Ahead of a referendum that could upend the whole gig economy, Uber driver Karim Benkanoun says his relationship with the rideshare giant must stop being a one-way street.
“If you’re a driver with Uber or Lyft, you’re nothing,” said Benkanoun as he speaks of how he will vote in California’s Proposition 22 referendum.
“They don’t consider us as employees, they consider us as independent contractors but we have no say in the contract.
“It doesn’t work this way and it has to change.”
Proposition 22, which is being put to voters on the same day as the November 3 presidential election, will determine whether California’s government can enforce a law which became effective this year requiring on-demand companies to treat drivers as employees, instead of independent contractors.
Were the referendum to be approved, drivers would remain independent contractors but Uber and Lyft would pay them a number of benefits promised as part of a compromise package, including a minimum wage, a contribution to health care and other forms of insurance.
If it doesn’t pass, the drivers would be classified as employees and thus entitled to all the benefits laid out in California labor law.
Supporters in the “Yes” camp are warning of mass job losses if they lose as the companies could not afford to keep on all their drivers and say others will quit because they will automatically have less flexibility.
While supporters argue the bill would mean increasingly hard-pressed drivers are guaranteed to earn between $25 and $28 per hour, critics cite a University of California study showing that compensation equates to only $5.64 per hour after subtracting unreimbursed costs, taxes and waiting time.
The measure has divided drivers, some of whom want the benefits of regular employment while others such as Sergei Fyodorov enjoy the flexibility of being able to work on weekends or whenever he chooses to pick up extra income.
“If you make a living out of it, great, but for me it’s supplemental income and flexibility,” said Fyodorov, who has a regular job as a project manager at a tech company.
“Let’s say Proposition 22 does not happen. I can guarantee that Lyft, Uber and all these services will lay off at least 80 or 70 percent of the drivers and the main thing is that we’re not going to get the flexibility.”
Geoff Vetter, a spokesman for the “Yes” campaign, said hundreds of thousands of jobs would be lost across a global industry headquartered in California, arguing many drivers would quit if they have to work set hours.
“With Proposition 22, we’re trying to recognize first that these drivers want to remain independent contractors – more than 70 percent of drivers say they want to remain independent contractors because it gives them flexibility and choice – while also getting new benefits like a minimum guarantee (for wages) and health care,” said Vetter.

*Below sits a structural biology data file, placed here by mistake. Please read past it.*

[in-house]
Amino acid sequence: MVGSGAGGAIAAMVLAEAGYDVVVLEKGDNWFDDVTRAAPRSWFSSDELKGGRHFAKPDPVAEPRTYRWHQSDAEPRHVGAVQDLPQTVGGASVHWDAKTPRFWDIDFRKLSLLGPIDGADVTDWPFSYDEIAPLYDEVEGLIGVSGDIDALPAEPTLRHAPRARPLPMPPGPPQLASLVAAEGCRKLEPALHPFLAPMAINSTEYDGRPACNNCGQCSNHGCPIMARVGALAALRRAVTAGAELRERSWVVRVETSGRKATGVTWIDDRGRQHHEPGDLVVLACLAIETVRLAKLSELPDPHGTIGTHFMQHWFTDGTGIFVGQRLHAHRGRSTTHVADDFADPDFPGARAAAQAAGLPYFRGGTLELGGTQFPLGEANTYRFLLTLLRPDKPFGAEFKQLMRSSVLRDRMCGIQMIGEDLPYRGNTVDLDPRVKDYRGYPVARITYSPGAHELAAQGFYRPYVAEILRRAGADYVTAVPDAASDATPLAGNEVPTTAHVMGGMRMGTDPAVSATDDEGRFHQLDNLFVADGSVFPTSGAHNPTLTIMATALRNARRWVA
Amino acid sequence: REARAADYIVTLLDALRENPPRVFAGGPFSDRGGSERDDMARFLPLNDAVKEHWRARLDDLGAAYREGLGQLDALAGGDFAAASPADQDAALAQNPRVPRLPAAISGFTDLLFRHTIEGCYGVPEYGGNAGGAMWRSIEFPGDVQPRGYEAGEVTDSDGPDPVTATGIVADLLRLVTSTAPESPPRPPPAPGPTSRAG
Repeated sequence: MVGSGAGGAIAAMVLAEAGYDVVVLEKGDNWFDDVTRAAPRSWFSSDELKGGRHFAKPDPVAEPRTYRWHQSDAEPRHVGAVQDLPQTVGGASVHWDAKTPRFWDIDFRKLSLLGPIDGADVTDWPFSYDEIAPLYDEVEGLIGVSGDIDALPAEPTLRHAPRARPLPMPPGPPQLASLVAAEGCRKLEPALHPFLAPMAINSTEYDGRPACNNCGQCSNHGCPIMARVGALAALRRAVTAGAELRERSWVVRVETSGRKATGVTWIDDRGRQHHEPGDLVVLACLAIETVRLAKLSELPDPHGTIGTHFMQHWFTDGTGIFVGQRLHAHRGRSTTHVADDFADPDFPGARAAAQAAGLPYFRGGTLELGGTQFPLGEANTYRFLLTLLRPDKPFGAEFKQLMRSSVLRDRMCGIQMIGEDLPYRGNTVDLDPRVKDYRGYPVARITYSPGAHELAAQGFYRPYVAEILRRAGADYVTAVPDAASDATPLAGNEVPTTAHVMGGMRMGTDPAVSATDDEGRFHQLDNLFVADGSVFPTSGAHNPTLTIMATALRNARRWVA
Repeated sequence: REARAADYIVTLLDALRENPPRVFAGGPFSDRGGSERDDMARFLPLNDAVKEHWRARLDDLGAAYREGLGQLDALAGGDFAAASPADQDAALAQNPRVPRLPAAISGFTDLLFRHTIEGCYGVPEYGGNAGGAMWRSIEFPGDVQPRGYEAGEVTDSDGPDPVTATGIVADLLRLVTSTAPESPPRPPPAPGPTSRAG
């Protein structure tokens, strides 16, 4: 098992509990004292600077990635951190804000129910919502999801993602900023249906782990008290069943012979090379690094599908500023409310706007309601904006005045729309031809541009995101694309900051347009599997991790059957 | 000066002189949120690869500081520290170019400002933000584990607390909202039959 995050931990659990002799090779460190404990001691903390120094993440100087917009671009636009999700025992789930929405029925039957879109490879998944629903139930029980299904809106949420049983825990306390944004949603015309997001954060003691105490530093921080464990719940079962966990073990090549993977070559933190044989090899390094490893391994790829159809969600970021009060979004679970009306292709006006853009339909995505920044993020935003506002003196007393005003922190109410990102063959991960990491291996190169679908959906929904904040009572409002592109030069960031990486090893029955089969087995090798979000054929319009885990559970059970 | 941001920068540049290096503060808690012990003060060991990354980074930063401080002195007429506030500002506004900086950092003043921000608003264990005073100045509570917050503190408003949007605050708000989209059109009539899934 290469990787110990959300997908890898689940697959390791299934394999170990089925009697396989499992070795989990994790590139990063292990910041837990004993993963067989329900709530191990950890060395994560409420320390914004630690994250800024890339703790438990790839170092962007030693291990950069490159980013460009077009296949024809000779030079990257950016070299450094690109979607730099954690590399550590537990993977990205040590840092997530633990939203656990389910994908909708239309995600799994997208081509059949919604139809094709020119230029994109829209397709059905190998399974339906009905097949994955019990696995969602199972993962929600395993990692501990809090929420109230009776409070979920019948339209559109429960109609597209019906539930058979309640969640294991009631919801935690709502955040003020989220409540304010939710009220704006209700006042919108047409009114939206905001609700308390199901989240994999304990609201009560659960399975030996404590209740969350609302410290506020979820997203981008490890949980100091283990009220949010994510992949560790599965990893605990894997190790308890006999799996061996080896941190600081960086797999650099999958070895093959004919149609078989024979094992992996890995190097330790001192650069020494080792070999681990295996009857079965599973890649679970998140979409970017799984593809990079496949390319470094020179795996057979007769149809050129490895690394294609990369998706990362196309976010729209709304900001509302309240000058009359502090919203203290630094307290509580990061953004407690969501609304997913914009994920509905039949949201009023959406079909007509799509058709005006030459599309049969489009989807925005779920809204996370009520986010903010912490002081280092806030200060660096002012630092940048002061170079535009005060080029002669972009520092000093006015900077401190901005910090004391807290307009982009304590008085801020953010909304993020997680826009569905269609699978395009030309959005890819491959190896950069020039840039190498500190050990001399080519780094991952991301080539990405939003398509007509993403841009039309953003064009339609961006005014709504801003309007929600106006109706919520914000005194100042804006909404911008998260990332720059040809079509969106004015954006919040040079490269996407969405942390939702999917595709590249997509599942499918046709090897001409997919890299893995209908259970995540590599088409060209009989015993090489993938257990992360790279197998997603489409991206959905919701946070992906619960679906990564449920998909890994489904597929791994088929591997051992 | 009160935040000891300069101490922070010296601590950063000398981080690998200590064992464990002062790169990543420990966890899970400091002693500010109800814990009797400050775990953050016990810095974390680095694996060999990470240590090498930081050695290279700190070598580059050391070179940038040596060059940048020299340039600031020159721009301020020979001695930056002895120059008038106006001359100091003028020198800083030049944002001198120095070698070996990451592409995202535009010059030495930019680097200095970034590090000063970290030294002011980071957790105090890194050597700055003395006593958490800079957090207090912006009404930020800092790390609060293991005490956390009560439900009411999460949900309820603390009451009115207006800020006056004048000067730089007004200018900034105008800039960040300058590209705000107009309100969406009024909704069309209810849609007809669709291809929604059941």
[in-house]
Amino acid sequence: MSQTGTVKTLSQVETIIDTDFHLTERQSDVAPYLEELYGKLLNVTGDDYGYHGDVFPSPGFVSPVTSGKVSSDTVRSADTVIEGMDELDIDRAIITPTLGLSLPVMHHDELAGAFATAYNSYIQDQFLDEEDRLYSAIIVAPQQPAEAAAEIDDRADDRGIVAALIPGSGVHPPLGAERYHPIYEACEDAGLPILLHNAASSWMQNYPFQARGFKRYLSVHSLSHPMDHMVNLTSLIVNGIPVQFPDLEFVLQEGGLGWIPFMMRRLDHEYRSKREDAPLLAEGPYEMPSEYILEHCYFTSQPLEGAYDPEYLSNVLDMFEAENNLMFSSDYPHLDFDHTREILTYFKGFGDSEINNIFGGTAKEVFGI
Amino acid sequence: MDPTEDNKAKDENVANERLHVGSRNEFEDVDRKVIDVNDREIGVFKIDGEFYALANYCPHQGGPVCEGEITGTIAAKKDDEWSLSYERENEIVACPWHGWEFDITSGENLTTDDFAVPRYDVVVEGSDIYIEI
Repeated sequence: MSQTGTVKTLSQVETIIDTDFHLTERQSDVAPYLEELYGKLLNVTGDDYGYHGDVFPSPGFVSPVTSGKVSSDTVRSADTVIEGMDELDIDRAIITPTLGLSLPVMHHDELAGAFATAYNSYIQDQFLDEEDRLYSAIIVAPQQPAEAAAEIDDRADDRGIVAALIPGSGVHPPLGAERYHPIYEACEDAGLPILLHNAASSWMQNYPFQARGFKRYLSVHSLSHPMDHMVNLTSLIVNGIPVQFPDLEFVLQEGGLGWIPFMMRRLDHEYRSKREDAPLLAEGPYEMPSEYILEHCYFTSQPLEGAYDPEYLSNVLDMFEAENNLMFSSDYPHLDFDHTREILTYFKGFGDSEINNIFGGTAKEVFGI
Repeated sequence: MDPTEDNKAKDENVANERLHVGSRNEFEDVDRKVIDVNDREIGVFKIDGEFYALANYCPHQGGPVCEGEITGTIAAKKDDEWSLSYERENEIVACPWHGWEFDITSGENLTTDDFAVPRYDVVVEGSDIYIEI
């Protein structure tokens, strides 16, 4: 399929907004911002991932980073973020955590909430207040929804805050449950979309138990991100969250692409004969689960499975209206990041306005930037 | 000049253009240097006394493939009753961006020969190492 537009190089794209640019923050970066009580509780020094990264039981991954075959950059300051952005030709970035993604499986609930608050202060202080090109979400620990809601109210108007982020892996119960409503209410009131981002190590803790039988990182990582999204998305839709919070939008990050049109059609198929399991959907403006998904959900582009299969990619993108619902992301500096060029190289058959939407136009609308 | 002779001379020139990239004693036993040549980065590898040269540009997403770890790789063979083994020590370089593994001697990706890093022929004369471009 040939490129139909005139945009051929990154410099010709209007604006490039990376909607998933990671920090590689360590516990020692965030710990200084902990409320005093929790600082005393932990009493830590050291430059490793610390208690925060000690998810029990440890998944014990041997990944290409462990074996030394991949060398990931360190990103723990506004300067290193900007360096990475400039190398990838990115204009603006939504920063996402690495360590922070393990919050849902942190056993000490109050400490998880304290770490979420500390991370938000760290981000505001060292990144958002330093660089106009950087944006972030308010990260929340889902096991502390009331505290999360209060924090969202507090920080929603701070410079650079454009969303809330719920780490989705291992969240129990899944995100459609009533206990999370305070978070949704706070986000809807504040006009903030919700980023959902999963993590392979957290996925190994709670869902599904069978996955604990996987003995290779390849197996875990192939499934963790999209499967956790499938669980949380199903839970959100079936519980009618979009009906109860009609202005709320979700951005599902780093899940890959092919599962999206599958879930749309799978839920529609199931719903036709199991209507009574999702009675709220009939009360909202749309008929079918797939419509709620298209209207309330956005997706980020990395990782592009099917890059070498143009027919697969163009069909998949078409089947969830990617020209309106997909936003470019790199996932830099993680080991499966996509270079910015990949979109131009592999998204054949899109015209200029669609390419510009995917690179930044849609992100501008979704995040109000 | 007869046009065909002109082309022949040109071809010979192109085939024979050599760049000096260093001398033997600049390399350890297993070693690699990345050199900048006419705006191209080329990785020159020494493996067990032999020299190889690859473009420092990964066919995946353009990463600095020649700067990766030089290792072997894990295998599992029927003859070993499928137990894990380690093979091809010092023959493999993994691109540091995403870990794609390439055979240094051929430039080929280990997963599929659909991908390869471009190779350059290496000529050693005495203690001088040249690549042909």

Benkanoun, who began working with Uber in 2012, says he used to make between $1,500 and $2,000 a week but is now lucky to make $500 before expenses despite working a seven-day week with demand shrunk by the Covid-19 pandemic.
As his income has dwindled, so has his faith in the rideshare companies. “I don’t trust anything Uber or Lyft says,” he said.
Another driver, Erica Mighetto of Sacramento, said she was making $40 an hour when she started driving 4 years ago but only $20 earlier this year and now that’s closer to $10 an hour in pandemic conditions.
“Uber and Lyft are just trying to exempt themselves from the benefits that drivers need,” said Mighetto, who drove from her home in Sacramento to take part in a recent demonstration calling for a “No” vote. She slept in her car.
“We need a guaranteed minimum wage and overtime and in this time we desperately need employment for drivers who are unable to work and support their families.”
Uber and Lyft have said they may need to terminate service in the state if their business model is upended.
Lyft said its survey of drivers showed 86 percent worked fewer than 20 hours per week and most preferred to keep the flexible contractor model; Uber has also said the majority of its drivers want to keep their situation.
“While these services feel ubiquitous to our lives, they’re very new,” Vetter told Agence France-Presse.
“I think there’s recognition we need to apply a 21st century solution to 21st century challenges.”
But drivers like Mighetto are not convinced.
“They’re really trying to scare drivers and scare voters into doing what they want,” she said. “I think that billionaire companies are able to offer flexibility as well as minimum protection.” – Rappler.com
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